Yesterday I was able to remove “homeless” from the list of words I use to describe myself.
Needless to say, I’m excited, for a multitude of reasons, not just because I’ll be living back in Richmond with someone I love, but also because this is really my first apartment. Sure, I spent sophomore year in a big house with three roommates on Main Street, but I was stuck at Ft. Meade throughout the whole house selection and lease signing ordeal. And yes, I did live in a lovely row house on 26th Street with my ex, but even that was owned by my ex’s father and, let’s face it, even though I paid rent and had a lease, it still wasn’t real world for me.
But now, it is. I applied for an apartment, had good enough credit to get it and yesterday, I signed my first real lease. I like to think of this as a step toward feeling like an adult, and, more than that, toward living my life the way I want to live my life.
We get the keys on Thursday and I CANNOT wait to move in and make it a home. There is so much stuff I’ve been dreaming of getting for months now and thankfully, the time has finally come when I actually can go couch, bed, dinnerware and decor shopping and let’s face it – that’s a really, really good thing, especially because that girl inside of me who loves to shop was kept away from the thing she loves for far, far too long during the deployment.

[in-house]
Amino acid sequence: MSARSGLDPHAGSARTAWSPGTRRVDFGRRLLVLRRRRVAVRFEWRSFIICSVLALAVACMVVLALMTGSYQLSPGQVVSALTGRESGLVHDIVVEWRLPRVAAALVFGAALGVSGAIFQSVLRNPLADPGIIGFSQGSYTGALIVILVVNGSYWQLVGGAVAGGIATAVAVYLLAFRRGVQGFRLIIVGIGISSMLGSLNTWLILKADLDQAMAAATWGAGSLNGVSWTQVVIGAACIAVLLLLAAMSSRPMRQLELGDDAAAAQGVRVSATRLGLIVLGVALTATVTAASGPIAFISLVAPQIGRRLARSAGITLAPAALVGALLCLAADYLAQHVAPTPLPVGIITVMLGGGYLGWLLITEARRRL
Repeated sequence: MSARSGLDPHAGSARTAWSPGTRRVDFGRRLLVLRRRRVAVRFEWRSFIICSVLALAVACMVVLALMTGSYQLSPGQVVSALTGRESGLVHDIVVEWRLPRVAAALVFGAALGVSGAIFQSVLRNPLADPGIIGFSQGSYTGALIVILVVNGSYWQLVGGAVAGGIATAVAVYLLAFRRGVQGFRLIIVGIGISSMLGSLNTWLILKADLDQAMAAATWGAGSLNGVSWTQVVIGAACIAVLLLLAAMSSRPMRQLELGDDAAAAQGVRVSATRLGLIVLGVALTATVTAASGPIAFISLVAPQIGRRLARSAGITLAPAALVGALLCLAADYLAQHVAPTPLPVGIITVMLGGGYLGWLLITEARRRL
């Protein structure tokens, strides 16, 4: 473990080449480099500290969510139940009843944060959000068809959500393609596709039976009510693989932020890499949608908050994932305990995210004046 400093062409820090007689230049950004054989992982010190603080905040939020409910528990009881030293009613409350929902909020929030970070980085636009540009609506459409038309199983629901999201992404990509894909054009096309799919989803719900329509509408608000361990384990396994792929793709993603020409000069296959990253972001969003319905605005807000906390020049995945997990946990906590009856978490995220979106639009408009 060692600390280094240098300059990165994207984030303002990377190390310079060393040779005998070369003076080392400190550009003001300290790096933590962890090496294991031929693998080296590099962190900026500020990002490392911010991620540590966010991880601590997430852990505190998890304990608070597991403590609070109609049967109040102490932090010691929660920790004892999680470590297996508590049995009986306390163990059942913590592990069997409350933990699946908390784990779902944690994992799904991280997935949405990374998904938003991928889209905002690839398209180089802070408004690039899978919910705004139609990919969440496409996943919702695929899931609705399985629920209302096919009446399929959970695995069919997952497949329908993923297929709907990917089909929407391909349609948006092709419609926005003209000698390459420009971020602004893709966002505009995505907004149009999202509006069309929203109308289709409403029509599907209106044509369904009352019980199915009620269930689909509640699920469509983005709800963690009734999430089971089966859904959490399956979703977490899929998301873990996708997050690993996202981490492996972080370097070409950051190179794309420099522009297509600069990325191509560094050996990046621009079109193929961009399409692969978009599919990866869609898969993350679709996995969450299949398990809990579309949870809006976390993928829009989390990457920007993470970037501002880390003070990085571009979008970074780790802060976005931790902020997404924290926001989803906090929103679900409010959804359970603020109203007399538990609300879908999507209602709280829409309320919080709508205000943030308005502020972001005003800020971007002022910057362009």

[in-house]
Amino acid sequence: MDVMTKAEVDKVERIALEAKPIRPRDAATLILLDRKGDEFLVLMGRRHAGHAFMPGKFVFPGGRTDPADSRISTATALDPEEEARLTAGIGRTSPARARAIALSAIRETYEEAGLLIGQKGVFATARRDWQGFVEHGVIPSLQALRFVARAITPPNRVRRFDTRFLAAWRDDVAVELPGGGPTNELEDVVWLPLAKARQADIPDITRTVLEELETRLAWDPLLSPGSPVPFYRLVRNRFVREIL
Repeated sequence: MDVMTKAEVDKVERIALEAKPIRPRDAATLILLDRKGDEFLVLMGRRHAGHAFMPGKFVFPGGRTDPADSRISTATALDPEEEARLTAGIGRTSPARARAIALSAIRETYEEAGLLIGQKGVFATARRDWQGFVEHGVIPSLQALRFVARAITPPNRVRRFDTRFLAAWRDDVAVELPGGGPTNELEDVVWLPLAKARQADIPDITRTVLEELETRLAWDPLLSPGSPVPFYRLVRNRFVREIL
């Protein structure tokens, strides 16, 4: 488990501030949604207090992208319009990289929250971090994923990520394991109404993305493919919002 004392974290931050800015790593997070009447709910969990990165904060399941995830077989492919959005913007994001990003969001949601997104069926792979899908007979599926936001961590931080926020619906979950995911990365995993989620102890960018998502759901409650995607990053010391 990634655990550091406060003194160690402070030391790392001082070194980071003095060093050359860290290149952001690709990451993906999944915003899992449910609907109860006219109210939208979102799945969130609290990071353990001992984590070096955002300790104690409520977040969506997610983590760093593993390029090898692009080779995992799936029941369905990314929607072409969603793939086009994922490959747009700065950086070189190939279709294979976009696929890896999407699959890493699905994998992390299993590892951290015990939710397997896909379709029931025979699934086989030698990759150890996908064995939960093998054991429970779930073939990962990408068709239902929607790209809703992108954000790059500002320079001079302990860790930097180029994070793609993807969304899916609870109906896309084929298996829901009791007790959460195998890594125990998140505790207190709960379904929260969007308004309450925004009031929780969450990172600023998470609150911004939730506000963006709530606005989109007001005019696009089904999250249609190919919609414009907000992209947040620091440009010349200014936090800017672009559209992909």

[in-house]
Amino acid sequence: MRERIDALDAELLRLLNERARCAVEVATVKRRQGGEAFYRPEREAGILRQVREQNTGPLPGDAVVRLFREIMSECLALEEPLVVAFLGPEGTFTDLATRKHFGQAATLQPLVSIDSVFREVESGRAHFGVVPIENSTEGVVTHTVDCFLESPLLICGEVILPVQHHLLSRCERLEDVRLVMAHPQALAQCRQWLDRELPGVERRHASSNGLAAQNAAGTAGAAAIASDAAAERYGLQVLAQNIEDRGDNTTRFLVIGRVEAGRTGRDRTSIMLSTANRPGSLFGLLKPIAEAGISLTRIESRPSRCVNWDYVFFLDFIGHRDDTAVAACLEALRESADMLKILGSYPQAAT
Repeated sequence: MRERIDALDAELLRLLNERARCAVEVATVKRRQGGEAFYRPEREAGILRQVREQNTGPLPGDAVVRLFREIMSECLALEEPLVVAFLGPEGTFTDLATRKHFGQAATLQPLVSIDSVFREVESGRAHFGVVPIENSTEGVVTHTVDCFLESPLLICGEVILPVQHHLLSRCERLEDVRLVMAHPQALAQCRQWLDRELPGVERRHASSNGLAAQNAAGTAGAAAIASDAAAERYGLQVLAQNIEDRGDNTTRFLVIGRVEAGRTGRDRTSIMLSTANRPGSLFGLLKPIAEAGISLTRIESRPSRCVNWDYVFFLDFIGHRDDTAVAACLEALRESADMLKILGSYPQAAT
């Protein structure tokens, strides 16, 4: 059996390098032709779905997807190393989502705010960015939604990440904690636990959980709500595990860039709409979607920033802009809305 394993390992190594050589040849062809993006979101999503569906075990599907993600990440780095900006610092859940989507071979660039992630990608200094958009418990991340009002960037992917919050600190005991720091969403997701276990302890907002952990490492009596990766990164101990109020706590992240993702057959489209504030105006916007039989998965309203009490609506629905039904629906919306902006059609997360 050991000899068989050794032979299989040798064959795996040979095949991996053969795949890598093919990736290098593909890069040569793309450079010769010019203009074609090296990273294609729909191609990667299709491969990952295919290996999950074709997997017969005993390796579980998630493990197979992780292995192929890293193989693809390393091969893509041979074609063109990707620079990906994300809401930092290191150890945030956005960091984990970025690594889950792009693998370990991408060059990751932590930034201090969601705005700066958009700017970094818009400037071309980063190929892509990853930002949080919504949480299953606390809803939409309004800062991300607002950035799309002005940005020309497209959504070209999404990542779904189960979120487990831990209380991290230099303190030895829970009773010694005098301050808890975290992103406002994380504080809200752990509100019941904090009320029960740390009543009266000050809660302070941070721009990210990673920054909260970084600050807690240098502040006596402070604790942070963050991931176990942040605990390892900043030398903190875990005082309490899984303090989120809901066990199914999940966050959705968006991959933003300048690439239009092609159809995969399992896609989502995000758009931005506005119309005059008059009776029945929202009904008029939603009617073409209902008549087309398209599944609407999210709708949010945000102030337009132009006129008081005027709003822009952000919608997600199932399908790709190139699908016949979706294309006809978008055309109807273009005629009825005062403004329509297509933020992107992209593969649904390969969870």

In other news, I’m still adjusting, still trying to get used to being a civilian again. I think there’s a process that I have to go through and I’m definitely going through it. Some things are weird and I’m still savoring foods that I didn’t get for 18 months. I’m glad I have Andrew to talk to about all this stuff. I think it’s good that we’re going through it together, riding the highs and the lows and discussing the issues that we encounter. It helps. I understand why they kept telling us at Ft. Dix to stay in touch with each other because in all honestly, most people don’t get it and it is really, really important to have at least one person to talk to about the whole thing who shared the experience with you. That said, I think it’s also important to have people outside of the military to talk to because duh! They can help you learn how to be a civilian again.
Lastly, thanks for all of your support – you guys rock. I know I keep saying that, but it means so much to me to get comments and emails from you and hear your take on things and your words of encourangement. Again, thank you.